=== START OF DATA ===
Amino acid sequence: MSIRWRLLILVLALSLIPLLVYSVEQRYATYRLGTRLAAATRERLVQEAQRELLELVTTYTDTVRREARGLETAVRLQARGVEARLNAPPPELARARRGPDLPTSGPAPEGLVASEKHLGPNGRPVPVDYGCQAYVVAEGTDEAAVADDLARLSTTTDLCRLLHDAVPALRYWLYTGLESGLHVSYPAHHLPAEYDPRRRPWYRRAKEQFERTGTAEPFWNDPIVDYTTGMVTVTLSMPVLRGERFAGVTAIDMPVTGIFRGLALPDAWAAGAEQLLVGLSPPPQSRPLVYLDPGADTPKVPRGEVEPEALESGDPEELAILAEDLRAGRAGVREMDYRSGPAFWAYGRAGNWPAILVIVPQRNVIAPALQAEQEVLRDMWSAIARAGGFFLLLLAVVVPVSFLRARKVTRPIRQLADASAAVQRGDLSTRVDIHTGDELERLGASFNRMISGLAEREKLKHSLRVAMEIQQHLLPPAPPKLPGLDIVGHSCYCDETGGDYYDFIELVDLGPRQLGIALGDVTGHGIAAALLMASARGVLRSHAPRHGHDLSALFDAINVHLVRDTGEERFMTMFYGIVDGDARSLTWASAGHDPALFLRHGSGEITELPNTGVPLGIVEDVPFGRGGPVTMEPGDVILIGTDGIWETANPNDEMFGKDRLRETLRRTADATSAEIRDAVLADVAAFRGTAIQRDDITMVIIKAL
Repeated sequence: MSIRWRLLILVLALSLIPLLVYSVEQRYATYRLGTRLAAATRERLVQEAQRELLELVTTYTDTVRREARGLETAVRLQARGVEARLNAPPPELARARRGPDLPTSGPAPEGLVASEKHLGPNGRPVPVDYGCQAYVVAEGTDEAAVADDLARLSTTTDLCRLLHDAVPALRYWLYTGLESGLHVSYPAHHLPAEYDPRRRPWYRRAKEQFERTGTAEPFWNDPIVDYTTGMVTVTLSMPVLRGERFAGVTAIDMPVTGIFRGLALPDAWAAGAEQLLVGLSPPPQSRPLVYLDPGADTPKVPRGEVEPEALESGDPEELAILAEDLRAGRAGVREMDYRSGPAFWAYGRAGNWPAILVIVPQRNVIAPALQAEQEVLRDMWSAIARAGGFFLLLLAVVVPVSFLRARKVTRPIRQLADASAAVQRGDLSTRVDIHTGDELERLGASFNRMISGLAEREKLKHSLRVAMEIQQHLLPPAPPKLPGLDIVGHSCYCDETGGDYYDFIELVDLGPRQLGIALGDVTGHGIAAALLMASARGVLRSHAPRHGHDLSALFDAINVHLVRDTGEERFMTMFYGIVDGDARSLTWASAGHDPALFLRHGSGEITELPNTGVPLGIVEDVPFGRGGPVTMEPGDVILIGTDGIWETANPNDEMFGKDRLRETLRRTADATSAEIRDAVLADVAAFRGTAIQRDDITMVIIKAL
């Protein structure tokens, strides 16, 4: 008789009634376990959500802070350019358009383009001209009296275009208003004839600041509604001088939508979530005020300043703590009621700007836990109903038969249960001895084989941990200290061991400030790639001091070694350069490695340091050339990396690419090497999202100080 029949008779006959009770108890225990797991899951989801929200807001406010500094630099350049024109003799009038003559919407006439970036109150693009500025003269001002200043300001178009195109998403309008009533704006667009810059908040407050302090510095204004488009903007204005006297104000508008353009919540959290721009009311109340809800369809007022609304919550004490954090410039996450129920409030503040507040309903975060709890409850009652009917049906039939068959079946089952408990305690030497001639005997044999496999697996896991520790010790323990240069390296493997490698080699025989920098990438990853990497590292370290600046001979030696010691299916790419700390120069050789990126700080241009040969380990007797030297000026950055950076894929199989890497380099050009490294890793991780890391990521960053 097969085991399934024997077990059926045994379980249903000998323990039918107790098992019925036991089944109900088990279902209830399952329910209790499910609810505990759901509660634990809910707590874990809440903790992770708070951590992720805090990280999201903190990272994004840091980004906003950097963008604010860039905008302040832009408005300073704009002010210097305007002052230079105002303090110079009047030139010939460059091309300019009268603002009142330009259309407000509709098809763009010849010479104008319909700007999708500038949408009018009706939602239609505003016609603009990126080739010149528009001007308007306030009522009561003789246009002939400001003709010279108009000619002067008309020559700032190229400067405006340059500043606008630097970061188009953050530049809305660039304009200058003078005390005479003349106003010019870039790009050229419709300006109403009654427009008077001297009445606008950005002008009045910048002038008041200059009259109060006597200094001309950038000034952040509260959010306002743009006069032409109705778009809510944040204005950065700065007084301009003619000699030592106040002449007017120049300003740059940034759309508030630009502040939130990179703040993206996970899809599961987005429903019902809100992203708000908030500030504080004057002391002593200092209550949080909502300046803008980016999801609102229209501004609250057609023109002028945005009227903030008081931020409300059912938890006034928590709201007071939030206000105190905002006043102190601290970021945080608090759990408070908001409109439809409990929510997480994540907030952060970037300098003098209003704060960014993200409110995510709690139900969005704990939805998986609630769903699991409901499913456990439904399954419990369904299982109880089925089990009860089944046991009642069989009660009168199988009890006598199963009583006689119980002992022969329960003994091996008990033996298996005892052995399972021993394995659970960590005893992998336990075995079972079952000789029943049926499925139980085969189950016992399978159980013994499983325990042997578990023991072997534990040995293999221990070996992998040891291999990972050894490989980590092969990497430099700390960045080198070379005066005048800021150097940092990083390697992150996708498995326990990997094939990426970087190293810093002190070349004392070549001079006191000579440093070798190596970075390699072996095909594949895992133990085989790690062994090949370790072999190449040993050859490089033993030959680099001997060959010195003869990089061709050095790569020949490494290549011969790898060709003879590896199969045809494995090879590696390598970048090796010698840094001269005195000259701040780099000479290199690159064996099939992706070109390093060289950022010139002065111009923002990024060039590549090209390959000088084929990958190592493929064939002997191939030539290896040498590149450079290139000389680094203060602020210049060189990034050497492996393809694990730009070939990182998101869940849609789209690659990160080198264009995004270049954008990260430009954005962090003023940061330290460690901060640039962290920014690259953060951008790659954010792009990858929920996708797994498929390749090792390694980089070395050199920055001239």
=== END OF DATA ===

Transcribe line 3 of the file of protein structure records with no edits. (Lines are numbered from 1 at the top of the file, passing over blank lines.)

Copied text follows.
């Protein structure tokens, strides 16, 4: 008789009634376990959500802070350019358009383009001209009296275009208003004839600041509604001088939508979530005020300043703590009621700007836990109903038969249960001895084989941990200290061991400030790639001091070694350069490695340091050339990396690419090497999202100080 029949008779006959009770108890225990797991899951989801929200807001406010500094630099350049024109003799009038003559919407006439970036109150693009500025003269001002200043300001178009195109998403309008009533704006667009810059908040407050302090510095204004488009903007204005006297104000508008353009919540959290721009009311109340809800369809007022609304919550004490954090410039996450129920409030503040507040309903975060709890409850009652009917049906039939068959079946089952408990305690030497001639005997044999496999697996896991520790010790323990240069390296493997490698080699025989920098990438990853990497590292370290600046001979030696010691299916790419700390120069050789990126700080241009040969380990007797030297000026950055950076894929199989890497380099050009490294890793991780890391990521960053 097969085991399934024997077990059926045994379980249903000998323990039918107790098992019925036991089944109900088990279902209830399952329910209790499910609810505990759901509660634990809910707590874990809440903790992770708070951590992720805090990280999201903190990272994004840091980004906003950097963008604010860039905008302040832009408005300073704009002010210097305007002052230079105002303090110079009047030139010939460059091309300019009268603002009142330009259309407000509709098809763009010849010479104008319909700007999708500038949408009018009706939602239609505003016609603009990126080739010149528009001007308007306030009522009561003789246009002939400001003709010279108009000619002067008309020559700032190229400067405006340059500043606008630097970061188009953050530049809305660039304009200058003078005390005479003349106003010019870039790009050229419709300006109403009654427009008077001297009445606008950005002008009045910048002038008041200059009259109060006597200094001309950038000034952040509260959010306002743009006069032409109705778009809510944040204005950065700065007084301009003619000699030592106040002449007017120049300003740059940034759309508030630009502040939130990179703040993206996970899809599961987005429903019902809100992203708000908030500030504080004057002391002593200092209550949080909502300046803008980016999801609102229209501004609250057609023109002028945005009227903030008081931020409300059912938890006034928590709201007071939030206000105190905002006043102190601290970021945080608090759990408070908001409109439809409990929510997480994540907030952060970037300098003098209003704060960014993200409110995510709690139900969005704990939805998986609630769903699991409901499913456990439904399954419990369904299982109880089925089990009860089944046991009642069989009660009168199988009890006598199963009583006689119980002992022969329960003994091996008990033996298996005892052995399972021993394995659970960590005893992998336990075995079972079952000789029943049926499925139980085969189950016992399978159980013994499983325990042997578990023991072997534990040995293999221990070996992998040891291999990972050894490989980590092969990497430099700390960045080198070379005066005048800021150097940092990083390697992150996708498995326990990997094939990426970087190293810093002190070349004392070549001079006191000579440093070798190596970075390699072996095909594949895992133990085989790690062994090949370790072999190449040993050859490089033993030959680099001997060959010195003869990089061709050095790569020949490494290549011969790898060709003879590896199969045809494995090879590696390598970048090796010698840094001269005195000259701040780099000479290199690159064996099939992706070109390093060289950022010139002065111009923002990024060039590549090209390959000088084929990958190592493929064939002997191939030539290896040498590149450079290139000389680094203060602020210049060189990034050497492996393809694990730009070939990182998101869940849609789209690659990160080198264009995004270049954008990260430009954005962090003023940061330290460690901060640039962290920014690259953060951008790659954010792009990858929920996708797994498929390749090792390694980089070395050199920055001239």